This article and associated video describe the findings of researchers who undertook core drilling at Lake El’gygytgyn, a lake that sits today inside a basin formed by a meteorite that struck the earth 3.6 million years ago. An associated video allows us to hear the enthusiasm and details as researcher Julie Brigham-Grette describes the findings of this remarkable discovery.
Lake El'gygytgyn (67.5º N, 172º E) is one of the best preserved large asteroid impact craters on earth. In the winter of 2009, I joined an international science team and traveled to the frozen arctic lake to drill and extract lake sediments to study climate change as well as sample the rocks that were changed when the crater
The sediment in Lake El'gygytgyn, (pronounced EL-ge-GIT-gin) located in NE Siberia, holds one of the longest records of climate change anywhere in the continental Arctic. How does sediment (clay and mud) tell us something about past climate? Proxy data! By studying the microfossils of diatoms and pollen in the sediment, we can re-construct the lake environment millions of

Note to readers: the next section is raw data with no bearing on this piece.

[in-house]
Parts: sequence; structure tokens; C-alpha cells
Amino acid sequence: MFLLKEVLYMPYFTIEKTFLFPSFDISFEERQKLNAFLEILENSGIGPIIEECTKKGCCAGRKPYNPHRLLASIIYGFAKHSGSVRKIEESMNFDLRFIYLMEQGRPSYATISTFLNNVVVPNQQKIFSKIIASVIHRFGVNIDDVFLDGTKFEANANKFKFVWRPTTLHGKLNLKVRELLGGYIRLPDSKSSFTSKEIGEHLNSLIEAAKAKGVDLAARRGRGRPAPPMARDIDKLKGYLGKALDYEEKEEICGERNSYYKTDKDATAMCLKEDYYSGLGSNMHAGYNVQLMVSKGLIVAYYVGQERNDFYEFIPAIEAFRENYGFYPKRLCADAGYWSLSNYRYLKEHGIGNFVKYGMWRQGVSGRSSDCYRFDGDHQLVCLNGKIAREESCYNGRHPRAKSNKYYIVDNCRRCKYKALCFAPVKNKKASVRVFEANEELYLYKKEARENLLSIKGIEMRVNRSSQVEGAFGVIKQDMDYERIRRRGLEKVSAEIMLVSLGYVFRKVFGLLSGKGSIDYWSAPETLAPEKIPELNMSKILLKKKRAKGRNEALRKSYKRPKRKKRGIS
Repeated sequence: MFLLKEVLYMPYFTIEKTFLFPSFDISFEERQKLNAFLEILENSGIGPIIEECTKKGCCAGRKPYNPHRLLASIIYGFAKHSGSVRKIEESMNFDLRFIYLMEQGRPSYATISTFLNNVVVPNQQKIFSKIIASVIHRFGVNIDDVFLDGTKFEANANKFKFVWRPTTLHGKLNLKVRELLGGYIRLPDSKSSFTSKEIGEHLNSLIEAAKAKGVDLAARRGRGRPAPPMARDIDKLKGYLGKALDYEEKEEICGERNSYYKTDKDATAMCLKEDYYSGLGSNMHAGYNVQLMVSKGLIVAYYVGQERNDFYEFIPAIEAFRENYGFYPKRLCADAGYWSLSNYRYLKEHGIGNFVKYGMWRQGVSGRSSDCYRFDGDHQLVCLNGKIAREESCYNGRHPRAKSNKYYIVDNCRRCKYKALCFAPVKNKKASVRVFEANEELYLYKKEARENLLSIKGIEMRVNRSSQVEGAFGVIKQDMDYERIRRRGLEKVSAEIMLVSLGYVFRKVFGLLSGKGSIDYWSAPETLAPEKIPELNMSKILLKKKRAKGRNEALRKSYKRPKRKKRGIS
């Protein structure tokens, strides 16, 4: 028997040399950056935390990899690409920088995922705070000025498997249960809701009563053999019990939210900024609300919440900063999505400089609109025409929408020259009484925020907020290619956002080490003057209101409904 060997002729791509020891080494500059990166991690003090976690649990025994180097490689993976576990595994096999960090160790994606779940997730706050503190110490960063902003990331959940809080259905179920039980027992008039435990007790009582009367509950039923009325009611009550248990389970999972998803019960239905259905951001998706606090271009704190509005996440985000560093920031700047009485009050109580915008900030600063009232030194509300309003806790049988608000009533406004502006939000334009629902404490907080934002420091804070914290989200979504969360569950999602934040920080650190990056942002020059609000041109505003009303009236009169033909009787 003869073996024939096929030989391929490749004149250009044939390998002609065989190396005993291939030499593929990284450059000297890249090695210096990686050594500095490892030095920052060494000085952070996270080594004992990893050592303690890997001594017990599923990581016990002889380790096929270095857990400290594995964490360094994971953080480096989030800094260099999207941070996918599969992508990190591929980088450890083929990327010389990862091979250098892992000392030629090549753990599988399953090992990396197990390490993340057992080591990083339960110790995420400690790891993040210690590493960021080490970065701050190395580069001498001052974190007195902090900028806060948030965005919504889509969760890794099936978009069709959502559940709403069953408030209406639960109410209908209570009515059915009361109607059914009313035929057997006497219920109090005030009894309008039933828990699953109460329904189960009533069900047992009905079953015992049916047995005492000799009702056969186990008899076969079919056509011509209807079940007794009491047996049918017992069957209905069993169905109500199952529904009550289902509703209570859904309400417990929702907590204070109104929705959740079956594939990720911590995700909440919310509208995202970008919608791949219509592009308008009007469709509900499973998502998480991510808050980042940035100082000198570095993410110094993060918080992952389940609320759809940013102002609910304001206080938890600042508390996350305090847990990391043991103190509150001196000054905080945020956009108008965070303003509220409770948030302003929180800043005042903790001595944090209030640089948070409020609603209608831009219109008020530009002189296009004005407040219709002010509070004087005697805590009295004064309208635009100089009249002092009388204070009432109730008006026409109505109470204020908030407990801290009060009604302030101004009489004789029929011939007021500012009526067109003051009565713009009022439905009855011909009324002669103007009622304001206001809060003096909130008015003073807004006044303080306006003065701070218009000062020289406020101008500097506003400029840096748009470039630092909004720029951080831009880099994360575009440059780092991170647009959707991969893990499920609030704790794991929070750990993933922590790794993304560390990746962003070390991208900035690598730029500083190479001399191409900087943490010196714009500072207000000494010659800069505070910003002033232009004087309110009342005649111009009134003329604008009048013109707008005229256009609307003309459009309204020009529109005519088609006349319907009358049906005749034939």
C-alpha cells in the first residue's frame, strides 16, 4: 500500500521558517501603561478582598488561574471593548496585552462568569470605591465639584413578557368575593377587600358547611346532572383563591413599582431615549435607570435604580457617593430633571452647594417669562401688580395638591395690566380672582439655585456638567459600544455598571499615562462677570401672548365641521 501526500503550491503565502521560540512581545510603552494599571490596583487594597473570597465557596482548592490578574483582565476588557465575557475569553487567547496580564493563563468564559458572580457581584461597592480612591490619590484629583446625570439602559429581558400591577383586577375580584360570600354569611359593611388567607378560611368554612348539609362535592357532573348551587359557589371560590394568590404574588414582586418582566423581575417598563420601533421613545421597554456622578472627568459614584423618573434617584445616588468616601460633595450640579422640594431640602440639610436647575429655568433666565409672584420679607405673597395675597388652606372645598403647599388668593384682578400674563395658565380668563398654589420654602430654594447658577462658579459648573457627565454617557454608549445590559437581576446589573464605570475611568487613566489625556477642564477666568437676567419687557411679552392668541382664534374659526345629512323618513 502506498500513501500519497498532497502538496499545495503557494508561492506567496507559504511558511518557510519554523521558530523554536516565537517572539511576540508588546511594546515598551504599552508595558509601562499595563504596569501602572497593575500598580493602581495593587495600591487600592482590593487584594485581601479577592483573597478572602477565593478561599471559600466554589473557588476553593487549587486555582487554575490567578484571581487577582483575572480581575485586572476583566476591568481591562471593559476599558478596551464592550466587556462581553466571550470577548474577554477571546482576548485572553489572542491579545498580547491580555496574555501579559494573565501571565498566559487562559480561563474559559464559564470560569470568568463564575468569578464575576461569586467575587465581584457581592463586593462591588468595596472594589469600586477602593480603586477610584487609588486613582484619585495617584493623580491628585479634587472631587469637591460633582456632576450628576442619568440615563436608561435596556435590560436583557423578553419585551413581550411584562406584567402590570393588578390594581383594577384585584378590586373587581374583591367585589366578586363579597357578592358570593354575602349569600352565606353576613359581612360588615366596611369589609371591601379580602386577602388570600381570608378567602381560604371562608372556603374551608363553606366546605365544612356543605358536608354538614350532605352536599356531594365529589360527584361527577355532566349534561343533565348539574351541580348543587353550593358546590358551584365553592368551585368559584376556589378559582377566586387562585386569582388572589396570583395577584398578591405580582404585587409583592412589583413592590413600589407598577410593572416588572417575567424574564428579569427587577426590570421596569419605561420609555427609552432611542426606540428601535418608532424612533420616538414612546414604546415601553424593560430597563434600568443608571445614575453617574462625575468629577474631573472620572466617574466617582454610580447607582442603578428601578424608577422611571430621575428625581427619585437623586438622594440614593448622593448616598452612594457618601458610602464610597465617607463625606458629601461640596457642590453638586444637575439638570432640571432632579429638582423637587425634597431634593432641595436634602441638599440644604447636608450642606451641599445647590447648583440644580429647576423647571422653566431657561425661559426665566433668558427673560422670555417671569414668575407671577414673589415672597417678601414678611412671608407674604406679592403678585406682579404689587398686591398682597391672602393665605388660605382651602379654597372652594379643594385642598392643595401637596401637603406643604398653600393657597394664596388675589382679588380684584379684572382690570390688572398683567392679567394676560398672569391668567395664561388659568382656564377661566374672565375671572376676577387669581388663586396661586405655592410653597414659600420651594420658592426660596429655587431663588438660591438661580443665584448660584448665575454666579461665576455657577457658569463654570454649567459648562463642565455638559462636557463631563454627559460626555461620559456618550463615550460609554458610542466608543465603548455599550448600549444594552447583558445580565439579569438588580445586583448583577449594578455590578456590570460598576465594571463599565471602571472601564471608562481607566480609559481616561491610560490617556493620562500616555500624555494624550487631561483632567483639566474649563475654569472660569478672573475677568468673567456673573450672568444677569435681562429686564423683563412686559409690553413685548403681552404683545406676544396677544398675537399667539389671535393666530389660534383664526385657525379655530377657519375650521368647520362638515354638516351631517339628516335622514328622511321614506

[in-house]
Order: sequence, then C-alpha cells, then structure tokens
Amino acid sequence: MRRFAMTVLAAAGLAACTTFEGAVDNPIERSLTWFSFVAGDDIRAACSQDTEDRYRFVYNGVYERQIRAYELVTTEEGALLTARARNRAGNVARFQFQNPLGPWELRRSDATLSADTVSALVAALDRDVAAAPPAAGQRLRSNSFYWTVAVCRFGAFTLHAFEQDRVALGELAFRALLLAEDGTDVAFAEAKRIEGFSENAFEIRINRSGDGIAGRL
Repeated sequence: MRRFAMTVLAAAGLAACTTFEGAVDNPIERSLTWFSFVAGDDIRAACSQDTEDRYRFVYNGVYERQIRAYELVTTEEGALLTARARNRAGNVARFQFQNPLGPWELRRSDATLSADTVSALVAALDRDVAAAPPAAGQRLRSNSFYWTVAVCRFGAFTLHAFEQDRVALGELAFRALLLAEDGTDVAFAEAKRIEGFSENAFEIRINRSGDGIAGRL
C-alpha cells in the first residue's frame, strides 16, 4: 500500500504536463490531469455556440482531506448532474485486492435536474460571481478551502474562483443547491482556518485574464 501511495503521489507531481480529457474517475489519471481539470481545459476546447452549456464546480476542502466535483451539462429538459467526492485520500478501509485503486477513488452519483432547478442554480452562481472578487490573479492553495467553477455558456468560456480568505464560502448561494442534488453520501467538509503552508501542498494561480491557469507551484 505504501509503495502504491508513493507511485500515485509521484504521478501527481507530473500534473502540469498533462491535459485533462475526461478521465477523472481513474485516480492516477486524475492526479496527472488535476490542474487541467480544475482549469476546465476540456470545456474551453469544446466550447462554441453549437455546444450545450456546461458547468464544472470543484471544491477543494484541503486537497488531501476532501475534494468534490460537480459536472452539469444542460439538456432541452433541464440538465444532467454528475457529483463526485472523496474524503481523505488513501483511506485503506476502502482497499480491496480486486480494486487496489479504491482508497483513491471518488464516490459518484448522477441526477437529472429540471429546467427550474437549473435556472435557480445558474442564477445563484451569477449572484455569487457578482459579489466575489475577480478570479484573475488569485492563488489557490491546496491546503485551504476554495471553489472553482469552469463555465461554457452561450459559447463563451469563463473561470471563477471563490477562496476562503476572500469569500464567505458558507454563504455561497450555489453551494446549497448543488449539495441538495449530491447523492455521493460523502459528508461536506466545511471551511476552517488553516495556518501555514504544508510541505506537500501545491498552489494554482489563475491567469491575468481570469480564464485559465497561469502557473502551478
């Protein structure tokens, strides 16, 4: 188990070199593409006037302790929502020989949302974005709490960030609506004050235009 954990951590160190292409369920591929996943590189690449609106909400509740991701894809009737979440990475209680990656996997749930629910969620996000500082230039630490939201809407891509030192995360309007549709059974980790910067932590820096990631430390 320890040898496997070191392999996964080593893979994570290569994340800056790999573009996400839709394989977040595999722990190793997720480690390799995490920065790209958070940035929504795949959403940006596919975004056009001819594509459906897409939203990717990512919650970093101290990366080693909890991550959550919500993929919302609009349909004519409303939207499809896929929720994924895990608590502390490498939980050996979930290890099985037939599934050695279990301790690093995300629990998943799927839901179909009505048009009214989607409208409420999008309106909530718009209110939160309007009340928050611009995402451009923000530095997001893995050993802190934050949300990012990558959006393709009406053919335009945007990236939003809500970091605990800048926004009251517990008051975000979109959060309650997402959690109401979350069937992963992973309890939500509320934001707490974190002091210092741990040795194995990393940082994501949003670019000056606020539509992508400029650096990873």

PolarTREC Teacher, Tim Martin facilitated an unique learning opportunity when his students corresponded with him remotely in a Live from IPY! event. Local reporters covered the live event at Mr. Martin's school in Greensboro, North Carolina.
This article in the Polar Field Services "Field Notes" newsletter explains some of the fascinating science taking place in the spring of 2009 in northeastern Russia. It also highlights the logistical challenges with living and working in remote Russia.